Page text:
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Lua huh wha? : I don't understand how this assignment is working

edited January 2013 in General Posts: 557

Here's my code:

    testVariable = "prime rib"

    --a function that replaces a target with a string:
    replacer = function (target, string)
        target = string
        --below should show the target as having the string's value:
        print(target)
    end

    replacer(testVariable,"finger food")

    --below should also show the target as having the string's value, right?
    print (testVariable)

Here's the output:

finger food
prime rib

Shouldn't both the outputs be "finger food?" I must be missing something important here.

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Comments

  • edited January 2013 Posts: 502

    Functions in lua are using call-by-value, so you don't send a pointer to your variable into the function.

    If you send in an table, you can modify it's contents in the function


    x = {a="a"} function replacer(target, string) target.a = string end replacer(x, "hello")
  • So, when you say "call-by-value" that means that a variable for a string gets turned into the string itself when used in a function call? Wow that might also clear up a lot of other problems I'm seeing.

  • Posts: 2,161

    Actually, I'd say it's better to think of things the other way around. Everything in lua is a pointer. The key is that everything gets dereferenced automatically and as much as possible.

    So let's go through the code:

    testVariable = "prime rib"
    

    Lua creates a string object, which is a memory address, sticks the string "prime rib" in there. testVariable contains a pointer to this address.

    replacer(testVariable,"finger food")
    

    This calls the function replacer (or rather, the function that replacer points to!) with two pointers. One is a pointer to "prime rib", the other is a pointer to "finger food" (which has been created on the fly).

    replacer = function (target, string)
    

    Here's the function definition, but let us imagine it being called as above. When we call replacer(testVariable, "finger food") then lua does effectively:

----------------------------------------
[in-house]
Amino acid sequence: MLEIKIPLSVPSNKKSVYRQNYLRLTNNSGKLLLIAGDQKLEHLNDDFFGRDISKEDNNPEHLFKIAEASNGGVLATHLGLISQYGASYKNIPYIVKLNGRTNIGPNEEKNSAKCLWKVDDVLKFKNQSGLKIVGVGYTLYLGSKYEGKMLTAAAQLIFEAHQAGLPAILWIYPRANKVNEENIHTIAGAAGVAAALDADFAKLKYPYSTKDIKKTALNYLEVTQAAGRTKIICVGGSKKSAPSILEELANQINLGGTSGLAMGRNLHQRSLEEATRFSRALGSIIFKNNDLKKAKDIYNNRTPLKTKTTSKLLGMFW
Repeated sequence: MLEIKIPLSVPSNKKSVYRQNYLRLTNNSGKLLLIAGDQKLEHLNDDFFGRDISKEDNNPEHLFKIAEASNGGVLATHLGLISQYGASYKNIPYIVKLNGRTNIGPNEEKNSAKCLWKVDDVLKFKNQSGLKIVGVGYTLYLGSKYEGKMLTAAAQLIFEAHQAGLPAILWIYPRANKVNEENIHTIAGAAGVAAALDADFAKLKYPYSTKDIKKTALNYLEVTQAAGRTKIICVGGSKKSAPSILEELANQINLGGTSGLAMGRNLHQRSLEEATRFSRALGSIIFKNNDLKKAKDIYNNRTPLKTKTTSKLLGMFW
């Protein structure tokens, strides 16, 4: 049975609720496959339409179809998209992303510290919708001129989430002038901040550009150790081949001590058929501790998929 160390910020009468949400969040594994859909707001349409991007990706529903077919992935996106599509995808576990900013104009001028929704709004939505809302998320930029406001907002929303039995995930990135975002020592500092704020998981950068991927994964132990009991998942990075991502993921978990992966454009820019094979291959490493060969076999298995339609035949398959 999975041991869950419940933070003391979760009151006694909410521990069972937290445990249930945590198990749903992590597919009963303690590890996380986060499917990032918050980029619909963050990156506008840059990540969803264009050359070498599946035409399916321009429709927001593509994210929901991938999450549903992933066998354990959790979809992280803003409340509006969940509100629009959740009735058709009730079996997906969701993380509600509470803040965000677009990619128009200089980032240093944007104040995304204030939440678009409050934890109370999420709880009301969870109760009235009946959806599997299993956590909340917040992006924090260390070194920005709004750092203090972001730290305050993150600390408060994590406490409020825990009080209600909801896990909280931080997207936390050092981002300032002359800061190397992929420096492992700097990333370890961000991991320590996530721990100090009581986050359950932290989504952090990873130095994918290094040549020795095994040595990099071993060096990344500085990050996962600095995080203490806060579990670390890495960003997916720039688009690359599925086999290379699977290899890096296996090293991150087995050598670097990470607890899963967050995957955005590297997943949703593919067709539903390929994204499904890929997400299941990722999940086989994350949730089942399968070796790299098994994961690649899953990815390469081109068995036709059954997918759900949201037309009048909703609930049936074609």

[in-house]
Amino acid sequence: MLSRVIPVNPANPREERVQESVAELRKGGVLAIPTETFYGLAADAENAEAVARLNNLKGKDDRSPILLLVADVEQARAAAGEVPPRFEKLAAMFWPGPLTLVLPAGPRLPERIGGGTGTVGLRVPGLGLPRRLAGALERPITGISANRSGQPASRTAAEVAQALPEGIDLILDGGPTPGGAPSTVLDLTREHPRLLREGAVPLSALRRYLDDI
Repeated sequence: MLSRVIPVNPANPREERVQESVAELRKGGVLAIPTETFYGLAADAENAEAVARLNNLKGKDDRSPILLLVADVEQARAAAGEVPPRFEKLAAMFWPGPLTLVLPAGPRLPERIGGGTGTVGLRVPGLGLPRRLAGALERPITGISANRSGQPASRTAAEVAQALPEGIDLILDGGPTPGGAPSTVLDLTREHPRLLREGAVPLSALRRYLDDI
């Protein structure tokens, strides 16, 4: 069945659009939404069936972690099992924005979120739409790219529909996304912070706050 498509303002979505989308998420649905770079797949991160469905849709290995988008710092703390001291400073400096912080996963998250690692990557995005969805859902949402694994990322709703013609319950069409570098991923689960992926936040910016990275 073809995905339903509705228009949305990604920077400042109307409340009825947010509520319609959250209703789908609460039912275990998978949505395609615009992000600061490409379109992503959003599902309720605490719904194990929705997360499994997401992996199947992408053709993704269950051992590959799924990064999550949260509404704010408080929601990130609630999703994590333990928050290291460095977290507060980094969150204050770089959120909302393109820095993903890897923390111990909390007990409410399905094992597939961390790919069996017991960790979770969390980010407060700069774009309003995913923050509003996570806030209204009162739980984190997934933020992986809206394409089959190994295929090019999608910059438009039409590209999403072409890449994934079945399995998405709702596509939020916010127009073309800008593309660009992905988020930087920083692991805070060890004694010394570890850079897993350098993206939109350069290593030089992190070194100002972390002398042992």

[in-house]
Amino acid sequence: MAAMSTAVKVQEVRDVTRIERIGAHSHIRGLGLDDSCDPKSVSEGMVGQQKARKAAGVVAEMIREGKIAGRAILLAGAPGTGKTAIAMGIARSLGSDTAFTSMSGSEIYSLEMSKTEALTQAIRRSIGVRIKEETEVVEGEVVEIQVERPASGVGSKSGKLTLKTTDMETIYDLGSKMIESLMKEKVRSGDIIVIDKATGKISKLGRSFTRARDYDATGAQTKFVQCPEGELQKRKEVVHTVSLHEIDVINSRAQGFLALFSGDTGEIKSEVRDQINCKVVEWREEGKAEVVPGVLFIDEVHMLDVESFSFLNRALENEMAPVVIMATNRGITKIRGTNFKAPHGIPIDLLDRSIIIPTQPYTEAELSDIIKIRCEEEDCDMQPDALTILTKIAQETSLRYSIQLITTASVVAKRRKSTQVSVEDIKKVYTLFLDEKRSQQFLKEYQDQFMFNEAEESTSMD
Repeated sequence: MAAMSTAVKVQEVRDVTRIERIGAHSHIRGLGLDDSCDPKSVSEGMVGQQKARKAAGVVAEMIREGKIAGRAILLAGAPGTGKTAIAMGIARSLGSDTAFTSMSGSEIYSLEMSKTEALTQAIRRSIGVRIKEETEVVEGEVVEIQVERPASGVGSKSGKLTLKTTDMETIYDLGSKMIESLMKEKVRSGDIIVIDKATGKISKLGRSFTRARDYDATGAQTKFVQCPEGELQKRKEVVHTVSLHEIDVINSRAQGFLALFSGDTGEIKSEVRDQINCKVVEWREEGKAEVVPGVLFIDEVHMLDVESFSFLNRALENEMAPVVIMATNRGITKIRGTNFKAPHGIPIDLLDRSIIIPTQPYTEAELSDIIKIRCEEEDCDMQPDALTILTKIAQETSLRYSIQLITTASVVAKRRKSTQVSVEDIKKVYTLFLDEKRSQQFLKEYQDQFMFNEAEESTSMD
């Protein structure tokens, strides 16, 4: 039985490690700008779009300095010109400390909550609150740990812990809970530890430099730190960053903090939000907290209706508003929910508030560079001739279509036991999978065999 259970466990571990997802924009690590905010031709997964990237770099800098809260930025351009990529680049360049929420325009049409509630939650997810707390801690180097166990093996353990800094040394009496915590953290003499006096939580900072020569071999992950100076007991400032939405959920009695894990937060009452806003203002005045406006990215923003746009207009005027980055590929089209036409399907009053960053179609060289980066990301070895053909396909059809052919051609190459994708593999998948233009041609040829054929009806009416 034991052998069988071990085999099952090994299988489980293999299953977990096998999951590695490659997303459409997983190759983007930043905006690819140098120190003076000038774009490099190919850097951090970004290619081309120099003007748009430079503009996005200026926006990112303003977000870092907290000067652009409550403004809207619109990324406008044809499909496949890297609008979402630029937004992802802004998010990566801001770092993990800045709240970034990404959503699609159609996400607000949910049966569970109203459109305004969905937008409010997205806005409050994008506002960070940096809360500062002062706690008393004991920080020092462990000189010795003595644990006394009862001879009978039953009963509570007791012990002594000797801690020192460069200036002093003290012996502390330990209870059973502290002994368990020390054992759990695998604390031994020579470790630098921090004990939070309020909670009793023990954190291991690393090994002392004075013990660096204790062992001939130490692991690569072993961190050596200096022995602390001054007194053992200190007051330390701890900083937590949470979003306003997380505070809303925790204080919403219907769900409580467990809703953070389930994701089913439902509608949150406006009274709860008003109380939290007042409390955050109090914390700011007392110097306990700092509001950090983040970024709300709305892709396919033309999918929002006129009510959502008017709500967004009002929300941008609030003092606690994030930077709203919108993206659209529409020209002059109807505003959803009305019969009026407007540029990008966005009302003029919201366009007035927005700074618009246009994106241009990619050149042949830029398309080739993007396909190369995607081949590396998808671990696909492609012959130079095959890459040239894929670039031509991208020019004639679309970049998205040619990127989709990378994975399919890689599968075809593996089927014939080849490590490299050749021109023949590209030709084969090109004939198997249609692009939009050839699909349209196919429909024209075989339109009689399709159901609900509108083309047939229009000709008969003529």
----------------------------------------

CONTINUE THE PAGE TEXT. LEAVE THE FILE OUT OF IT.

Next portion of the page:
do -- to cordon off the function
        local target = testVariable
        local string = "finger food"
    

    The important bit here is target = testVariable. This makes target a copy of testVariable. Recall that testVariable was a pointer to "prime rib", so now target is also a pointer to "prime rib". But, and this is the crucial part, there is no link between target and testVariable. In particular, target is not a pointer to testVariable, but target is a pointer to what testVariable is a pointer to. Thus in:

    local target = testVariable
    

    the examination of testVariable leads to it being dereferenced, whence this means:

    local target = <whatever testVariable is pointing to>
    

    Let's continue:

    target = string
    

    So now target points to whatever string pointed to (namely "finger food"), but this assignment has done nothing to testVariable since there is no link between target and testVariable.

    @tnlogy's suggestion of using tables is a good one and one that I frequently use. I have many functions of the form:

    function do_something_to(t)
        t.field = 32
    end
    

    so that I can write do_something_to(my_table).

    The point here being that t points to the same thing that my_table points to: a table. So manipulating that table via t affects the same thing that my_table points to.

    This doesn't work with strings because strings are immutable. So you can't sneak in to lua's memory and replace "prime rib" with "finger food": it won't let you. Any time that you think you are manipulating a string then you are actually creating a new string and updating the pointer to point to the new one.

    One way to do what your code would like to do is to manipulate the _G table:

    testVariable="prime rib"
    replacer = function(target,source)
      _G[target] = source
      print(_G[target])
    end
    replacer("testVariable","finger food")
    -> finger food
    print(testVariable)
    -> finger food
    

    But notice that I pass the name of the variable, not the variable itself.

  • Wow, Andrew, thanks for that.

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